Flora of laurel forests
Trees with lauroid-type leaves have leaves which are wide, ovate, leathery and glossy. Only a few species from laurel forests belong to the laurel family, although most of them resemble this species in appearance.
Many of the flora species are pollinated by insects (entomophilous), except for some exceptions in which pollination is through the wind (anemophilous). The most important species come from the genera Laurus, Ilex, Myrica, Ocotea, Picconia and Persea, among many others. They bear fruit throughout the year with no apparent phenology because they are not subject to climate seasonality and offer a great diversity of fruits to birds and other species. animal species.
As it is a very humid cloud forest, there is a great variety of lianas and epiphytic plants. These include many different types of bryophytes that form large hanging curtains. They also include other non-vascular plants such as ferns, mosses and lichens.
Fauna of laurel forests
The most abundant animals in the laurel forest are invertebrates, with insects being some of the most important. The humidity and shade of this ecosystem also favor the presence of earthworms, mollusks and arachnids.
As for vertebrate animals, birds are the ones with the greatest abundance, along with some amphibians and reptiles. Among the endemic species we find the Bolle's pigeon (Columba bollii) and the laurel pigeon (Columba junoniae) which can be found on the Canary Islands, as well as a reptile called the La Gomera giant lizard (Gallotia bravoana). Some small mammals also appear, such as the Canarian shrew (Crocidura canariensis).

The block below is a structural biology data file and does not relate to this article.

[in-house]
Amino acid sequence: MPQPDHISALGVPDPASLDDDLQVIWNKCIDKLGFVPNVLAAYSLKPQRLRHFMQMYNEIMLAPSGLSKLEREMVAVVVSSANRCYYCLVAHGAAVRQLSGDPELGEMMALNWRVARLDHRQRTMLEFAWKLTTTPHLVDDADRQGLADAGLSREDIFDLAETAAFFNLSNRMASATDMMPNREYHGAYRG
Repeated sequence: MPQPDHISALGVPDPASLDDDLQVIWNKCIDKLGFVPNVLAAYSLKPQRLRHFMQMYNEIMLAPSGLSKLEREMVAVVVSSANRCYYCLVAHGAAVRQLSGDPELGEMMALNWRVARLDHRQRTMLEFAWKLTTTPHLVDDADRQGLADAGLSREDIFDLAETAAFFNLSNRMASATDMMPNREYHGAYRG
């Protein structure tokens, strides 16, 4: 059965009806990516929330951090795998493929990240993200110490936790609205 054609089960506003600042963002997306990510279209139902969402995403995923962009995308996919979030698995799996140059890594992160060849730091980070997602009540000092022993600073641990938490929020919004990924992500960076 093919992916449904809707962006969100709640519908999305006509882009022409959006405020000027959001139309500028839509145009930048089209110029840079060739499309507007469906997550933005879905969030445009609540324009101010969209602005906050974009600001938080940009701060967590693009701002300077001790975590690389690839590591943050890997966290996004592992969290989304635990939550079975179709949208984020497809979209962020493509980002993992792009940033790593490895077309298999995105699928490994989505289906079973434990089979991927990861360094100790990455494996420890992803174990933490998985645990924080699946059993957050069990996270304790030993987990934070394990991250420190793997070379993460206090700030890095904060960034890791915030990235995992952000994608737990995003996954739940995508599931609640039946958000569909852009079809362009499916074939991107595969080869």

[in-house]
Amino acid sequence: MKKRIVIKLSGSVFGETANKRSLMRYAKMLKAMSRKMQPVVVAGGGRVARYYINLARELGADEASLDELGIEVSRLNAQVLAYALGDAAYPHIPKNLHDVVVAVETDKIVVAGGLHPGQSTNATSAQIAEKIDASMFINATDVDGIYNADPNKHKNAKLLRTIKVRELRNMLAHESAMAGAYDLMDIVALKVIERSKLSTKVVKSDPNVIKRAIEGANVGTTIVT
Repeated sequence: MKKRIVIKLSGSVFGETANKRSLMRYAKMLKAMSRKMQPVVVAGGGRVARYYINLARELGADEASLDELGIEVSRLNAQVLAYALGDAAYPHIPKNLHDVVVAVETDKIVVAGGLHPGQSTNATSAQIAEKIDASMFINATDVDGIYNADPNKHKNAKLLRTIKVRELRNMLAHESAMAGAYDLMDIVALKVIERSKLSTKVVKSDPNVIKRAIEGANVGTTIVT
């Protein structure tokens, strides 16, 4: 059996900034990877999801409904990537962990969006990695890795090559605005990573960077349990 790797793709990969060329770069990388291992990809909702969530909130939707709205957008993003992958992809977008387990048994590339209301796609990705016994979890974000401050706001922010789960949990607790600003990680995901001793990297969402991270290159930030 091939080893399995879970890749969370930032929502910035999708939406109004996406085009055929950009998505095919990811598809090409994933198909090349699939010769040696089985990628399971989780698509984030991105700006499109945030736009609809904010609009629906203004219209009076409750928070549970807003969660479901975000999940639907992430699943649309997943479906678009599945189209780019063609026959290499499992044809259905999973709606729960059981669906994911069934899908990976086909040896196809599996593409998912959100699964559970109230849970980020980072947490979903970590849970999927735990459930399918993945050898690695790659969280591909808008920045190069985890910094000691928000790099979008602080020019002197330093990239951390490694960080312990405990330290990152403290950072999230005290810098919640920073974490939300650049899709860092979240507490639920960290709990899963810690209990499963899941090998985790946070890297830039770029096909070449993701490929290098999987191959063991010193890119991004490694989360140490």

Examples of laurel forests
We already know that the distribution of laurel forests is limited. However, there are some examples of laurel forests we can see in subtropical and tropical regions, including:
- Laurel forests of Macaronesia: the first World Biosphere Reserve of the Canary Islands and a UNESCO heritage site was created on the island of La Palma with the aim of conserving the ecosystem of the Macaronesian laurel forest. In the center of the island of La Gomera within the Garajonay National Park is one of the largest remnants of laurel forest. In Macaronesia, within the Parque Natural de las Nieves, you can visit wonderful places entering the laurisilva of the palm, such as the Bosque de Los Tilos and the waterfall that lies there.
- Valdivian laurel-leaved forests: making part of a range of different types of forests through the south of the American continent in southern Chile and Argentina. It is characterized by having evergreen forests of various strata. Due to the isolating presence of the Andes mountain range and the Pacific Ocean, it is considered a biogeographic island. It presents a high number of endemic species and is one of the most biodiverse places on the planet.
- Laurel forests of Australia, New Caledonia and New Zealand: present in oceanic mountainous fringes, the laurel forests of Australia, New Caledonia and New Zealand have a large number of species related to those of the Valdivian laurel forest.
- African laurel forests: in Africa, laurisilva is found mainly in the Montes de Cristal forest region of Gabon, on the west coast of the African continent.
Now you know the definition of laurel forests with examples, you may be interested to know about other types of forest. A good place to start is to learn about what are primary forests and what are secondary forests?
If you want to read similar articles to Laurel Forest Definition and Examples, we recommend you visit our Ecosystems category.
- Fernández, A. B., & Gómez, L. (2016). What are the ancient laurel forests. Its value and situation in the Canary Islands.
- Martínez, J. M. F. P., Sierra, J. R. A., Delgado, G. G., García, J. D. D., & Otto, R. (2004). Laurisilva regeneration strategies.